To enable client applications to extract state-change information from OK packets returned by the server, the MySQL C API provides a pair of functions:
mysql_session_track_get_next()fetches any remaining state-change information received from the server. Following a successful call to
mysql_session_track_get_first(), call this function repeatedly as long as it returns success. See mysql_session_track_get_next().
The mysqltest program has
enable_session_track_info commands that
control whether session tracker notifications occur. You can use
these commands to see from the command line what notifications
SQL statements produce. Suppose that a file
testscript contains the following
DROP TABLE IF EXISTS test.t1; CREATE TABLE test.t1 (i INT, f FLOAT); --enable_session_track_info SET @@SESSION.session_track_schema=ON; SET @@SESSION.session_track_system_variables='*'; SET @@SESSION.session_track_state_change=ON; USE information_schema; SET NAMES 'utf8mb4'; SET @@SESSION.session_track_transaction_info='CHARACTERISTICS'; SET TRANSACTION ISOLATION LEVEL SERIALIZABLE; SET TRANSACTION READ WRITE; START TRANSACTION; SELECT 1; INSERT INTO test.t1 () VALUES(); INSERT INTO test.t1 () VALUES(1, RAND()); COMMIT;
Run the script as follows to see the information provided by the
enabled trackers. For a description of the
Tracker: information displayed by
mysqltest for the various trackers, see
shell> mysqltest < testscript DROP TABLE IF EXISTS test.t1; CREATE TABLE test.t1 (i INT, f FLOAT); SET @@SESSION.session_track_schema=ON; SET @@SESSION.session_track_system_variables='*'; -- Tracker : SESSION_TRACK_SYSTEM_VARIABLES -- session_track_system_variables -- * SET @@SESSION.session_track_state_change=ON; -- Tracker : SESSION_TRACK_SYSTEM_VARIABLES -- session_track_state_change -- ON USE information_schema; -- Tracker : SESSION_TRACK_SCHEMA -- information_schema -- Tracker : SESSION_TRACK_STATE_CHANGE -- 1 SET NAMES 'utf8mb4'; -- Tracker : SESSION_TRACK_SYSTEM_VARIABLES -- character_set_client -- utf8mb4 -- character_set_connection -- utf8mb4 -- character_set_results -- utf8mb4 -- Tracker : SESSION_TRACK_STATE_CHANGE -- 1 SET @@SESSION.session_track_transaction_info='CHARACTERISTICS'; -- Tracker : SESSION_TRACK_SYSTEM_VARIABLES -- session_track_transaction_info -- CHARACTERISTICS -- Tracker : SESSION_TRACK_STATE_CHANGE -- 1 -- Tracker : SESSION_TRACK_TRANSACTION_CHARACTERISTICS -- -- Tracker : SESSION_TRACK_TRANSACTION_STATE -- ________ SET TRANSACTION ISOLATION LEVEL SERIALIZABLE; -- Tracker : SESSION_TRACK_TRANSACTION_CHARACTERISTICS -- SET TRANSACTION ISOLATION LEVEL SERIALIZABLE; SET TRANSACTION READ WRITE; -- Tracker : SESSION_TRACK_TRANSACTION_CHARACTERISTICS -- SET TRANSACTION ISOLATION LEVEL SERIALIZABLE; SET TRANSACTION READ WRITE; START TRANSACTION; -- Tracker : SESSION_TRACK_TRANSACTION_CHARACTERISTICS -- SET TRANSACTION ISOLATION LEVEL SERIALIZABLE; START TRANSACTION READ WRITE; -- Tracker : SESSION_TRACK_TRANSACTION_STATE -- T_______ SELECT 1; 1 1 -- Tracker : SESSION_TRACK_TRANSACTION_STATE -- T_____S_ INSERT INTO test.t1 () VALUES(); -- Tracker : SESSION_TRACK_TRANSACTION_STATE -- T___W_S_ INSERT INTO test.t1 () VALUES(1, RAND()); -- Tracker : SESSION_TRACK_TRANSACTION_STATE -- T___WsS_ COMMIT; -- Tracker : SESSION_TRACK_TRANSACTION_CHARACTERISTICS -- -- Tracker : SESSION_TRACK_TRANSACTION_STATE -- ________ ok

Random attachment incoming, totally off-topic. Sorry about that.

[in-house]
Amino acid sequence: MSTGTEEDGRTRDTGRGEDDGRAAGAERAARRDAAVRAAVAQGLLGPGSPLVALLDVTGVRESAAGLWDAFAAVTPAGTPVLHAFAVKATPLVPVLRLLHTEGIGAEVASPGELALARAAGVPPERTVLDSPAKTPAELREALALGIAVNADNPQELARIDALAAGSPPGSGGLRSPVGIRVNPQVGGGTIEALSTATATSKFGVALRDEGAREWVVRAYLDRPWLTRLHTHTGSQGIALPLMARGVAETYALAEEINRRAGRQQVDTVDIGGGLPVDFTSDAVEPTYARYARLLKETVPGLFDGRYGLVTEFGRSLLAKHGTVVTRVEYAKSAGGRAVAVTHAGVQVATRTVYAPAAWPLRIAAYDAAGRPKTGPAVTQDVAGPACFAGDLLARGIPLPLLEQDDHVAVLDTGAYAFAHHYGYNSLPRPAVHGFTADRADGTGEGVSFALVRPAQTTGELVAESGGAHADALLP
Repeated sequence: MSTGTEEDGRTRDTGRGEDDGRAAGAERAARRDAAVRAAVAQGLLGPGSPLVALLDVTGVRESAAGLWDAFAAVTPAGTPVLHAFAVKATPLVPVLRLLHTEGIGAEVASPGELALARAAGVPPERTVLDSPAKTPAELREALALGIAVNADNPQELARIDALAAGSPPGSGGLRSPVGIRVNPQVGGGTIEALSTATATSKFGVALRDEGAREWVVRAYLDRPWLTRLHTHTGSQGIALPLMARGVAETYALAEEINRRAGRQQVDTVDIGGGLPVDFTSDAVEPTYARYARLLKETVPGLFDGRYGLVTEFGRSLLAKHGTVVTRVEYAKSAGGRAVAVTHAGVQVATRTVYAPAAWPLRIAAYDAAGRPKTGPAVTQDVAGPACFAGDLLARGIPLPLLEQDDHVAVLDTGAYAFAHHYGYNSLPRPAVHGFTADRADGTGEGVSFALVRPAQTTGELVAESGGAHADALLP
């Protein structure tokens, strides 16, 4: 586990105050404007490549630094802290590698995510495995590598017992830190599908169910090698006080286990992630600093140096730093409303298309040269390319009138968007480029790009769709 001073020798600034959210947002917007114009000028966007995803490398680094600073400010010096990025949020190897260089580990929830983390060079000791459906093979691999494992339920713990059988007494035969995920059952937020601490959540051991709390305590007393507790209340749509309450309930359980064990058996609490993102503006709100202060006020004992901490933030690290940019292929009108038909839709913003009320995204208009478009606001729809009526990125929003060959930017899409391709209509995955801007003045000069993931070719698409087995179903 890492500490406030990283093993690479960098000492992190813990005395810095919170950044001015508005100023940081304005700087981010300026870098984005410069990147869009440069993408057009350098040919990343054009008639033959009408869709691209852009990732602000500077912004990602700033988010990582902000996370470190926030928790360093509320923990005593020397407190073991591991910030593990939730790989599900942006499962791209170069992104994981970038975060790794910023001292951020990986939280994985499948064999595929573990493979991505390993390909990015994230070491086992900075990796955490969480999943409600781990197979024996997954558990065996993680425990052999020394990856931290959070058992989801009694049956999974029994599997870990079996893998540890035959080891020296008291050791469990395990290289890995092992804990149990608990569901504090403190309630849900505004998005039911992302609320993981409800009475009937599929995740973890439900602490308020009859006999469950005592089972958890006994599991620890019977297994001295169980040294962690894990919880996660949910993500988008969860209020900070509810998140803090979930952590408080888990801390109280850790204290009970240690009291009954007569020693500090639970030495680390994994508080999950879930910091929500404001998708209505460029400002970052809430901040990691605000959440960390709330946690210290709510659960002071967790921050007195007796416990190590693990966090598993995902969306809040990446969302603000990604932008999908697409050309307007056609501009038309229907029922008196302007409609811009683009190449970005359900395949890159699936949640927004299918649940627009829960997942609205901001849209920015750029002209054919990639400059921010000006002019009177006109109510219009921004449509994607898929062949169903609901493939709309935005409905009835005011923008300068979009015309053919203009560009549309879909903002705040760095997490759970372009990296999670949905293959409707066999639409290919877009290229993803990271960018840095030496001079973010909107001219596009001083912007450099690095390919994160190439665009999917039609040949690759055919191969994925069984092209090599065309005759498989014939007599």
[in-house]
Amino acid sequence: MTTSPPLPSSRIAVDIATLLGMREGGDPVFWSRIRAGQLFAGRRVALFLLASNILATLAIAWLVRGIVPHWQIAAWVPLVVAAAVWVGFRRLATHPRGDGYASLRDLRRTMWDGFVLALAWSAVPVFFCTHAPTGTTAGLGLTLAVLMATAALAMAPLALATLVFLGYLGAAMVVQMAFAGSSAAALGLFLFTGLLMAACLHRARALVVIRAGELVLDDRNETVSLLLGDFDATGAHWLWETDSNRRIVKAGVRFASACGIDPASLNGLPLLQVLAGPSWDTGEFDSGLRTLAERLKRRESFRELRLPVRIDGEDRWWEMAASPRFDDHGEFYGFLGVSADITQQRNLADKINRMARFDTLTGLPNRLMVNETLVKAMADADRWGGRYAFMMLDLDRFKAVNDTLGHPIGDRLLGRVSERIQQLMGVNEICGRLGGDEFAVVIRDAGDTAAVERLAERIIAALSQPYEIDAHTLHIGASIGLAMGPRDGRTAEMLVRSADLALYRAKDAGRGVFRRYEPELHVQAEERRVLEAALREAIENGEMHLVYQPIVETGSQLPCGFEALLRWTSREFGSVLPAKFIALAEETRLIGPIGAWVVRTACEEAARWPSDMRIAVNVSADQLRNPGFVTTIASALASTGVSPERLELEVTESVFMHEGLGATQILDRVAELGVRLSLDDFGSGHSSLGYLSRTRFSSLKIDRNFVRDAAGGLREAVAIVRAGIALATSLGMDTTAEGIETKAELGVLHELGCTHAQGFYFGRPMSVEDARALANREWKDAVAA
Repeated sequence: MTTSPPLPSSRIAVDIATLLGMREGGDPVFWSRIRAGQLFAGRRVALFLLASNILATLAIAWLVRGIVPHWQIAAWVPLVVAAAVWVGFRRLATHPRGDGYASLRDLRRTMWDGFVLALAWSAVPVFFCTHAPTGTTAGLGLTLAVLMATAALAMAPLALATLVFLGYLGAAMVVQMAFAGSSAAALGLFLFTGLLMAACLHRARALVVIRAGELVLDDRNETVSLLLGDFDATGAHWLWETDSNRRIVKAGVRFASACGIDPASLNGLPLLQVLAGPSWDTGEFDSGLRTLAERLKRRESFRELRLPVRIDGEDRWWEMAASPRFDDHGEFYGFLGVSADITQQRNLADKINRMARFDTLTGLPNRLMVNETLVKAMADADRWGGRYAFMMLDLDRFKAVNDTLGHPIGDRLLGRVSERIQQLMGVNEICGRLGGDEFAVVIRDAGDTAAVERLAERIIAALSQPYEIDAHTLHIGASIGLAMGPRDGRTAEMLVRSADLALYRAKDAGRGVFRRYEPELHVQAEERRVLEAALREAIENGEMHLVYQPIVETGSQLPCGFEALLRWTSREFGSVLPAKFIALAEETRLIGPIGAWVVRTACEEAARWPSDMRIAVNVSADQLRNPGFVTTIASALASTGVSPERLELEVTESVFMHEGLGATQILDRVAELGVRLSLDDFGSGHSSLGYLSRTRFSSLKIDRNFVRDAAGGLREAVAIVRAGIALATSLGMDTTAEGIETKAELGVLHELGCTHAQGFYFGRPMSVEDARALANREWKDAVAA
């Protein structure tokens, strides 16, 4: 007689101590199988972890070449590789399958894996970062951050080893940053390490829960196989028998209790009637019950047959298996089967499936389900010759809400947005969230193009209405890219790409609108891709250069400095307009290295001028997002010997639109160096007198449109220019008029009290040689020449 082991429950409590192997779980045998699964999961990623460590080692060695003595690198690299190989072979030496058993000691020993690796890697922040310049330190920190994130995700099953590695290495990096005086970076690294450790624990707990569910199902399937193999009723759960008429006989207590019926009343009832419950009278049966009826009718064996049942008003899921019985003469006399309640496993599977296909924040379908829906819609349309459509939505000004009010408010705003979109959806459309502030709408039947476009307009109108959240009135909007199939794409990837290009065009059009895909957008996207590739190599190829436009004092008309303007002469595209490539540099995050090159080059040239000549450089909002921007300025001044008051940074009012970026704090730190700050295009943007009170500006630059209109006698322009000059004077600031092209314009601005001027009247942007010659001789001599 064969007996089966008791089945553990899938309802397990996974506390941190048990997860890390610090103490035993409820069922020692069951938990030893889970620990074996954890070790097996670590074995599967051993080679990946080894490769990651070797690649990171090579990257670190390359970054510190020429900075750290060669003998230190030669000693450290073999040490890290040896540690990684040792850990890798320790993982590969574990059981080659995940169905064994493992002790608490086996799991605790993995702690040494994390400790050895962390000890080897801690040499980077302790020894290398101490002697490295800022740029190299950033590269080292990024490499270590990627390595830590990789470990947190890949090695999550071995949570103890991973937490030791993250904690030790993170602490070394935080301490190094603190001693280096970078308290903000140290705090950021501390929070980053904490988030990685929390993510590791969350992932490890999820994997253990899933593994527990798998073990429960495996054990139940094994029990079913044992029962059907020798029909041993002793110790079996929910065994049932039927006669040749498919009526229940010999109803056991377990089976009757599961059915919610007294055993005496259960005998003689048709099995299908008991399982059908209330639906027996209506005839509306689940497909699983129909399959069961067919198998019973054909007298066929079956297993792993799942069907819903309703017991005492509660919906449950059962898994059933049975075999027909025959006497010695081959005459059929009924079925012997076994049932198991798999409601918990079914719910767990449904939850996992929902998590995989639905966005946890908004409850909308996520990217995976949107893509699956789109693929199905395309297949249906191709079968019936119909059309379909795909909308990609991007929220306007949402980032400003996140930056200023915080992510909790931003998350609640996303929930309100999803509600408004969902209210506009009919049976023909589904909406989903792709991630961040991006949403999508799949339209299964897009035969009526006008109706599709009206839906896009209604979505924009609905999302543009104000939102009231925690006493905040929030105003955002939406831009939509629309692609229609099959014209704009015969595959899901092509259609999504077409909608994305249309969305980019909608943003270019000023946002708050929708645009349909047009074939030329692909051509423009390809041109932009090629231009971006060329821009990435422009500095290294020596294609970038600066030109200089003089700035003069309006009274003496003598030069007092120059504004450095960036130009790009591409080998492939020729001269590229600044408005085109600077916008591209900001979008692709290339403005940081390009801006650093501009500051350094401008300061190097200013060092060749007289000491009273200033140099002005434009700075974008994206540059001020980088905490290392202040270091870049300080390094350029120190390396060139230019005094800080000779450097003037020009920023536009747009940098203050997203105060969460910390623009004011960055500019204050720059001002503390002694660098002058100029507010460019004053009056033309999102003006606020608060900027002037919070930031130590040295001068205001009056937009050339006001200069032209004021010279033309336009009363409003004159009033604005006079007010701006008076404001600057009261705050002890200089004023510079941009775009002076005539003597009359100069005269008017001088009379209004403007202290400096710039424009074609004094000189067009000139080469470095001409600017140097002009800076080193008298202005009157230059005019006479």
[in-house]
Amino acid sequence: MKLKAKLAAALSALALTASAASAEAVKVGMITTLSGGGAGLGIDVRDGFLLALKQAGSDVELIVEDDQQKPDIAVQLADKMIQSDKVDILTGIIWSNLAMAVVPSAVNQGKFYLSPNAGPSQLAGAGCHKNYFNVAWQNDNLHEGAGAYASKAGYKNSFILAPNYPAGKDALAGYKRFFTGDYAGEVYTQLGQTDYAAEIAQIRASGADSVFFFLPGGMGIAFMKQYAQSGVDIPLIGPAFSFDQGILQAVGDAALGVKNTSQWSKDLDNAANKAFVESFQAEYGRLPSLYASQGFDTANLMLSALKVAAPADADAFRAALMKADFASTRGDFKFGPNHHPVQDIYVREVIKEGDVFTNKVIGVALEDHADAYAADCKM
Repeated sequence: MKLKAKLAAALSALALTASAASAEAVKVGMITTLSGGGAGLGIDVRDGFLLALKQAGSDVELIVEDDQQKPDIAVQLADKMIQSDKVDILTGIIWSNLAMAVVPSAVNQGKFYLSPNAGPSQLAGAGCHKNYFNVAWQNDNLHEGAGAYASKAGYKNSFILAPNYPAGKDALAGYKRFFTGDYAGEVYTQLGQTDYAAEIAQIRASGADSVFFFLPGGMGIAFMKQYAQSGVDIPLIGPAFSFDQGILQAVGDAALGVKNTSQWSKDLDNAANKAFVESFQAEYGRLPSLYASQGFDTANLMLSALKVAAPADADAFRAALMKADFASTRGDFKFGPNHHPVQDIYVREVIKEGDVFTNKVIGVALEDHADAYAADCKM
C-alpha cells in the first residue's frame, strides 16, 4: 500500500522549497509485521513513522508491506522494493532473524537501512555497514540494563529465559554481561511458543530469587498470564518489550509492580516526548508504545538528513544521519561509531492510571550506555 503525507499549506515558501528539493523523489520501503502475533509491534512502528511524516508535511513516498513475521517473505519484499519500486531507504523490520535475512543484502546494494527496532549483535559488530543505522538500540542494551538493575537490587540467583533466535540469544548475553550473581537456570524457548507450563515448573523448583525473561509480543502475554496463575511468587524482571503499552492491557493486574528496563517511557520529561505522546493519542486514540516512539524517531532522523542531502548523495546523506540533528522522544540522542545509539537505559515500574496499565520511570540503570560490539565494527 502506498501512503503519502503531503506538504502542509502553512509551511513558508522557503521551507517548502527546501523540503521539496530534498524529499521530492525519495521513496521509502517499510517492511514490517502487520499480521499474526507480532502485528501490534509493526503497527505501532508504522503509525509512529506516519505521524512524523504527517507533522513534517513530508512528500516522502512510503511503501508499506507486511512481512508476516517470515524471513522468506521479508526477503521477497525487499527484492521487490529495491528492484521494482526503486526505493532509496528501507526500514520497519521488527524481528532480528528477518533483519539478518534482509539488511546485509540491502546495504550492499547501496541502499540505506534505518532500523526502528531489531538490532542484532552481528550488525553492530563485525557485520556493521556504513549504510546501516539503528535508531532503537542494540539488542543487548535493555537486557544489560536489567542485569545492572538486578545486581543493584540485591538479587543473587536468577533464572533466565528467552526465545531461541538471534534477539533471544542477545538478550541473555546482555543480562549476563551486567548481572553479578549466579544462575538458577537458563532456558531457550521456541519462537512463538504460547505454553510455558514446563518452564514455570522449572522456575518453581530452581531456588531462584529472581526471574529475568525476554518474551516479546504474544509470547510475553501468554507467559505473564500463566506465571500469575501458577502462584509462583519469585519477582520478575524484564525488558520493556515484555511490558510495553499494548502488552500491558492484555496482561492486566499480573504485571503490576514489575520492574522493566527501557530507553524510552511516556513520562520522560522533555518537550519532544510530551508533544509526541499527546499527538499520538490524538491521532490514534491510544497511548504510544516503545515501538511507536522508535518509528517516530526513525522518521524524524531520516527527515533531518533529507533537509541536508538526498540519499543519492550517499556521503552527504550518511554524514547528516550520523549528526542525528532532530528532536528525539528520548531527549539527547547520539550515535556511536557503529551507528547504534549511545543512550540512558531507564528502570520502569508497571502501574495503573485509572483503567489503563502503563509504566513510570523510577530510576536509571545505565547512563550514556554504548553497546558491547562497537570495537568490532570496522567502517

TRANSACTION statement, two
TRANSACTION statements execute that set the isolation
level and access mode characteristics for the next transaction.
value indicates those next-transaction values that have been
that ends the transaction, the
value is reported as empty. This indicates that the
next-transaction characteristics that were set preceding the
start of the transaction have been reset, and that the session
defaults apply. To track changes to those session defaults,
track the session values of the
To see information about GTIDs, enable the
SESSION_TRACK_GTIDS tracker using the